Sword of Destiny loses interest in the story of a flawed but (somewhat) just antihero about halfway through. It seems like fireworks will go off when Kanemi is called from his exile to work as a servant for Tabu, but that never happens. The film, instead, gets distracted with a fairly ridiculous, vaguely mystical swordfight between Kanemi and Lord Obiya (Koji Kikkawa), who opposes Tabu’s policies and plans a coup. Kanemi is warned early on what Obiya has planned, and it’s strongly hinted that he can regain his honor by picking up the sword and saving Tabu’s life.

The entire third act descends into an orgy of violence that not only loses sight of its characters and the initial, compelling conflicts of the film—it loses sight of story and theme. The first half has virtually nothing to do with the second, aside from extending an odd romantic subplot involving Kanemi and his niece-in-law, Rio (Chizuru Ikewaki), whose husband rejected her. However, this subplot takes a backseat to the wanton, unearned violence and ends in an abrupt, unsatisfying scene.

Aping Ozu’s style doesn’t exactly help the film’s cause. Every moment of the film is slow and methodical, attempting to mine suspense—as Ozu did—through the intense focus on mundane action and ominous shots of nature (gloomy skies and windblown trees). The almost obsessive attention to detail makes the raucous violence of the last half hour feel like a cheap way to end what started as a sober, reflective film. It’s tonally jarring in a way that’s more frustrating than a compelling defiance of convention.

The film’s style also undermines the fact that the screenplay does not have nearly the same laser-like focus as director Hideyuki Hirayama. Perhaps if more time had been spent giving the story a more natural arc instead of lingering on shots of servants opening and closing rice-paper doors, the film would have worked better overall.

Ultimately, the best part of Sword of Desperation is Toyokawa’s intense performance. I just wish a performance that good could have found a place in a better movie.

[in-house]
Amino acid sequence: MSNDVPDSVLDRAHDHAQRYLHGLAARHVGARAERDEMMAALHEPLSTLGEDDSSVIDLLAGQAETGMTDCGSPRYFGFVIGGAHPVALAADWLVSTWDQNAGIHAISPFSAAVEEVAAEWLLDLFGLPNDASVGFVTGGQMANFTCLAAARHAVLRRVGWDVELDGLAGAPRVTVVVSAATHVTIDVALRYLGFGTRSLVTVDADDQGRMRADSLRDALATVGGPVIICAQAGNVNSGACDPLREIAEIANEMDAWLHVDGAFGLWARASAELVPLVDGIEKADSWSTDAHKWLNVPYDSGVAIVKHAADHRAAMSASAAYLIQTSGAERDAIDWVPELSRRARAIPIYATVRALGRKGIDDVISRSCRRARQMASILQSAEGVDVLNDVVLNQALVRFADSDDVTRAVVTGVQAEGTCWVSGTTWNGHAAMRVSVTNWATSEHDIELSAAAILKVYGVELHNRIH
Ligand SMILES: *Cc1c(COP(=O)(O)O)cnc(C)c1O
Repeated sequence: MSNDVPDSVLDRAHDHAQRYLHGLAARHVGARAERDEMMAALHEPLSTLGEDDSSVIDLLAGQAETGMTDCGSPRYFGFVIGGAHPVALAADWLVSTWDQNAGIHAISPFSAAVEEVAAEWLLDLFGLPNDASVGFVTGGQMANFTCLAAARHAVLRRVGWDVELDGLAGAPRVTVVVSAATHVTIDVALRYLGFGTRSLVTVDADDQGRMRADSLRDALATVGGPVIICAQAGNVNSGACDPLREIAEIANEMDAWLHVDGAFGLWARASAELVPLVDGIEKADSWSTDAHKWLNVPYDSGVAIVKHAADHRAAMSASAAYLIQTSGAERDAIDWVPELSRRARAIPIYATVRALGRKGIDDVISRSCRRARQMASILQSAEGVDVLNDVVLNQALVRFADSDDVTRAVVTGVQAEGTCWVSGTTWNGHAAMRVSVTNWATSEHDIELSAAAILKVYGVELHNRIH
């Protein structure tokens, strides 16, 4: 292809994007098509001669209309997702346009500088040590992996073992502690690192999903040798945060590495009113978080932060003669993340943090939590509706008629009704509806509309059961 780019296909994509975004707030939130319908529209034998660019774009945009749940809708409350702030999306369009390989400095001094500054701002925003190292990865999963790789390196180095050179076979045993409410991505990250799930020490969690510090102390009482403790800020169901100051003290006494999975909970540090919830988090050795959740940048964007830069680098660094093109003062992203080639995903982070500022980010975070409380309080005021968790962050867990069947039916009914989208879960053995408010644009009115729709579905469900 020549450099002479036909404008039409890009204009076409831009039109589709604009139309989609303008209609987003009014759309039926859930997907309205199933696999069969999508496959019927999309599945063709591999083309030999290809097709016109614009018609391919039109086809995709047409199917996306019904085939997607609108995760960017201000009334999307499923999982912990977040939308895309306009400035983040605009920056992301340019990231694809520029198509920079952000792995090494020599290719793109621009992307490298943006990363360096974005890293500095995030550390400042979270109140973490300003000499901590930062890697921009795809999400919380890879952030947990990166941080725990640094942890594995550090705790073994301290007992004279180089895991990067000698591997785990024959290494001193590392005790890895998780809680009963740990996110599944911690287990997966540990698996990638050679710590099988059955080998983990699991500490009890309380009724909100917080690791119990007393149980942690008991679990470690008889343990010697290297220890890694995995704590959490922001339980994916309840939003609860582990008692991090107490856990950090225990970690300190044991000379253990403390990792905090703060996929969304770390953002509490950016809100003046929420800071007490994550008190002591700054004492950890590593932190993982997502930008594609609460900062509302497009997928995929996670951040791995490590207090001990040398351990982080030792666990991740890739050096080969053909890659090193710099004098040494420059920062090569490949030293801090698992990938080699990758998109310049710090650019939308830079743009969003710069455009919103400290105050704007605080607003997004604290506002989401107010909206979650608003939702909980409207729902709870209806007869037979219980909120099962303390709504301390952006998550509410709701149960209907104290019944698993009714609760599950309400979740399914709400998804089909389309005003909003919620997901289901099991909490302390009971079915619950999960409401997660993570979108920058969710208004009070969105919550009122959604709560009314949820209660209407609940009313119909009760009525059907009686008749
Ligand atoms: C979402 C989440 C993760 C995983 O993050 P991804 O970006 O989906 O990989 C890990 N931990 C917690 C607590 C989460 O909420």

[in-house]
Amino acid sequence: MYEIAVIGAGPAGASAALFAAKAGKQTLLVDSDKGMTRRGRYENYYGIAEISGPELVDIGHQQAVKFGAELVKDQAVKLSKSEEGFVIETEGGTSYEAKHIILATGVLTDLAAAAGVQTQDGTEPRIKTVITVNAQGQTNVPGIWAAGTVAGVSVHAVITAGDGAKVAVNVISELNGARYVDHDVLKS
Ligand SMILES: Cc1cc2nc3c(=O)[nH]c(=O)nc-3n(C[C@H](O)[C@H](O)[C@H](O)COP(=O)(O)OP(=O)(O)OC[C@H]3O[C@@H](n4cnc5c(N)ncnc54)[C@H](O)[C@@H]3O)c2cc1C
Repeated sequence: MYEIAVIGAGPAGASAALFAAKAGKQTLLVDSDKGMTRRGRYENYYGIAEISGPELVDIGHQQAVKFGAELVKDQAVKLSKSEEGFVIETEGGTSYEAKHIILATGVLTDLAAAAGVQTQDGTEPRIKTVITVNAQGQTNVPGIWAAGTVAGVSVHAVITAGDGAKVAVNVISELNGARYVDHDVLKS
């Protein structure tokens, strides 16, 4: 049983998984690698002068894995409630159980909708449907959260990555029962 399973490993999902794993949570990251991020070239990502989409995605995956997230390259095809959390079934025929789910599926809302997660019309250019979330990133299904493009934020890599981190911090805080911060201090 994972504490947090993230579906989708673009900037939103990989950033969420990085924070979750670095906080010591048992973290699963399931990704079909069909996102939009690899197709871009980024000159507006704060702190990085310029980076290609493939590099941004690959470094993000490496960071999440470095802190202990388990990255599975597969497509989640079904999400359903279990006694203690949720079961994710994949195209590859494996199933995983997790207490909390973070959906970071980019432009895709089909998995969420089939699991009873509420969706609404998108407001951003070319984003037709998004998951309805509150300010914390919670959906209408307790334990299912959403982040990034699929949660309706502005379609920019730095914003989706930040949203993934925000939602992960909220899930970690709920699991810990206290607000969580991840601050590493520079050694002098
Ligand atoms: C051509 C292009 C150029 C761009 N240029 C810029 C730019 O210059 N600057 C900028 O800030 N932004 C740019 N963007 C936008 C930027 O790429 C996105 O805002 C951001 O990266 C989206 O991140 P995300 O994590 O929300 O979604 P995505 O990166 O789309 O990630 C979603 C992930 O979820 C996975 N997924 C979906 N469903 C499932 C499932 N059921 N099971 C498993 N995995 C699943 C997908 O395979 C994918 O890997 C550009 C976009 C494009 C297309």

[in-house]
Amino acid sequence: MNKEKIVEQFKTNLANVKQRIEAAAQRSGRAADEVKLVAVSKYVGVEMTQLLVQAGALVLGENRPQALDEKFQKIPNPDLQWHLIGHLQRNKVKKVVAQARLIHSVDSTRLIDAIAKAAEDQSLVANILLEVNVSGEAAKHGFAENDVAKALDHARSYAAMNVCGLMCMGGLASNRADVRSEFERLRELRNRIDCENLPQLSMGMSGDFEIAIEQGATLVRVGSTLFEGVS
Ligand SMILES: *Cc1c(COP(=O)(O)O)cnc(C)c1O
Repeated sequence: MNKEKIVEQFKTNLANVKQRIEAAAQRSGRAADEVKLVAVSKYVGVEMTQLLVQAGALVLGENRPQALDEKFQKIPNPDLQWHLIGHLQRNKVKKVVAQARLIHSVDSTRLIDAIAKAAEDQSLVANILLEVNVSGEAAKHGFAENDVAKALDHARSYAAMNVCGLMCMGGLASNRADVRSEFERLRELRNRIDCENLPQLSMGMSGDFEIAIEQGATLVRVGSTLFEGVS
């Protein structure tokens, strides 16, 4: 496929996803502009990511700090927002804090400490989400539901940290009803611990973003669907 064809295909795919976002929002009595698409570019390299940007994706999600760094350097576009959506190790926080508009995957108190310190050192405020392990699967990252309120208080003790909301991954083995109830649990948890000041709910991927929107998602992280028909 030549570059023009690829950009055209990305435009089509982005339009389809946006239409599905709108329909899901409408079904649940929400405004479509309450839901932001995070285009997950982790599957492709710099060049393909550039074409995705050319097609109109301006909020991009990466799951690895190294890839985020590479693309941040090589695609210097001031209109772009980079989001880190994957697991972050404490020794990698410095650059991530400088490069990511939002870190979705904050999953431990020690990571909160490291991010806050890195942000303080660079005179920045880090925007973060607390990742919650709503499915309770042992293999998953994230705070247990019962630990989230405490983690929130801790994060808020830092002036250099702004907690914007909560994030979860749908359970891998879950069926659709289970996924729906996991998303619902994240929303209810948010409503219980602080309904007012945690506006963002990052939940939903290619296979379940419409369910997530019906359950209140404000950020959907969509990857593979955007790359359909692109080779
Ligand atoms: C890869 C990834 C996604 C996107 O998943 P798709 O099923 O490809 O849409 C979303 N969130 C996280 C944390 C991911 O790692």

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Asleep in the Sun [Dormir al Sol] (2010)

Surrealism is a tricky thing. There’s an incredibly fine line that an artist must walk in order to achieve an end product that combines dream-like logic with heady, symbolic imagery. Play things too “weird for weird’s sake,” and you risk alienating the audience. Play things too real, and you risk a film that’s filled with an assortment of inexplicable character changes and plot twists that are explained away with the shrug of dream-like strangeness. Asleep in the Sun, for all its ambition and beautiful imagery, walks the line but stumbles a little too much to fully achieve its goals.

The film tells the story of Lucio (Luis Machín), a loving husband and unemployed watchmaker in 1930s Argentina. His wife, Diana (Esther Goris), is suffering from something unknown. By description, it sounds like bipolar disorder, but nobody ever describes her problem in clinical terms—not even the doctors. Her growing obsession with dogs—specifically, dogs that Diana believes can talk to her—leads Lucio to reluctantly confine her to a “phrenopathic institute” run by the shadowy Dr. Reger Samaniego (Carlos Belloso).

It’s around this time that the word “Kafkaesque” comes into play. What first seems like an ordinary sanitarium starts to seem like a labyrinthine prison. Lucio starts to get a sense that Diana is trapped there, held against her will by a doctor who refuses to see him. Samaniego’s assistant, Dr. Campolongo (Héctor Díaz), talks in circles eerily reminiscent of The Trial, which confuses and frustrates Lucio. When he finally meets Samaniego, the good doctor subtly implies mental illness is a contagious disease, and that Lucio is likely infected and should voluntarily commit himself, as well. Just when Lucio is prepared to sue the institute, he receives the call that Diana will be released.

When she returns home, Diana seems subtly different. She confuses the names of family members, her cooking isn’t up to par, she grows increasingly obsessed with reading her old diaries, and—most tellingly for Lucio—she suddenly enjoys fellatio. Lucio’s fear and suspicion mounts. He returns to the hospital to confront Samaniego, and that’s when things get really weird.

Unfortunately, writer/director Alejandro Chomski makes two grave miscalculations that undermine the film’s dream-like qualities: too much foreshadowing, and too much “realism.” The film has a few echoes of Pan’s Labyrinth in its attempts to ground a fantastical story in a brutal reality, but it doesn’t pay dividends here. It simply makes Lucio’s actions in the third act seem really out of character and boneheaded. The inconsistency is pretty much chalked up to, “It’s surreal—it doesn’t have to make sense.”